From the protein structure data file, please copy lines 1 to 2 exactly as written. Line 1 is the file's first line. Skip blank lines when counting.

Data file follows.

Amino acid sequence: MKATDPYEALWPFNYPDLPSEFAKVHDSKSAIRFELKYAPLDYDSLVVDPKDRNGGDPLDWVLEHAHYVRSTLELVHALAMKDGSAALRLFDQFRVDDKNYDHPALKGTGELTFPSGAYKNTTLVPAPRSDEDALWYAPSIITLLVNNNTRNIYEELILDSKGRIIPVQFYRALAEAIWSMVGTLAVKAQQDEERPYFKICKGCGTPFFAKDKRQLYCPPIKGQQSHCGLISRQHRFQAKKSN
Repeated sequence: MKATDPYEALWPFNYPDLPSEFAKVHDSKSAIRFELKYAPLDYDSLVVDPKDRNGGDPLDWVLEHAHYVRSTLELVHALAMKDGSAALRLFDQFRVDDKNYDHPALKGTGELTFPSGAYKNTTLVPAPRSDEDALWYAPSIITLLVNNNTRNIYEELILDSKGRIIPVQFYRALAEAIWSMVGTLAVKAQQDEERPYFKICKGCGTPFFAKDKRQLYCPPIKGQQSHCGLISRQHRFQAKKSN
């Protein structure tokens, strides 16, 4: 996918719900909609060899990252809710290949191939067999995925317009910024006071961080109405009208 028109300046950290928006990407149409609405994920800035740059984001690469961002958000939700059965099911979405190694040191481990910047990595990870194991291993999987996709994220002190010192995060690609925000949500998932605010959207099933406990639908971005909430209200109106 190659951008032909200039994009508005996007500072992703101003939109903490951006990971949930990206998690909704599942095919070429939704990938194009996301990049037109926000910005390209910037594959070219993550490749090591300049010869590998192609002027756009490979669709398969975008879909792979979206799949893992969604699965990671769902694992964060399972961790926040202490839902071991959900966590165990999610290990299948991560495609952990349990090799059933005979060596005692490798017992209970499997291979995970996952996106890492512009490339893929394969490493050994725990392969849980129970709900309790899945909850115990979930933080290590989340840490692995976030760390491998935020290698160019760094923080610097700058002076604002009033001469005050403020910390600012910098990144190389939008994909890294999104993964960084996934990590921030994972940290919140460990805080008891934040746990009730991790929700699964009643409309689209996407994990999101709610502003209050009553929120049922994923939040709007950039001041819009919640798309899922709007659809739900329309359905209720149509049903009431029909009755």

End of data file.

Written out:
Amino acid sequence: MKATDPYEALWPFNYPDLPSEFAKVHDSKSAIRFELKYAPLDYDSLVVDPKDRNGGDPLDWVLEHAHYVRSTLELVHALAMKDGSAALRLFDQFRVDDKNYDHPALKGTGELTFPSGAYKNTTLVPAPRSDEDALWYAPSIITLLVNNNTRNIYEELILDSKGRIIPVQFYRALAEAIWSMVGTLAVKAQQDEERPYFKICKGCGTPFFAKDKRQLYCPPIKGQQSHCGLISRQHRFQAKKSN
Repeated sequence: MKATDPYEALWPFNYPDLPSEFAKVHDSKSAIRFELKYAPLDYDSLVVDPKDRNGGDPLDWVLEHAHYVRSTLELVHALAMKDGSAALRLFDQFRVDDKNYDHPALKGTGELTFPSGAYKNTTLVPAPRSDEDALWYAPSIITLLVNNNTRNIYEELILDSKGRIIPVQFYRALAEAIWSMVGTLAVKAQQDEERPYFKICKGCGTPFFAKDKRQLYCPPIKGQQSHCGLISRQHRFQAKKSN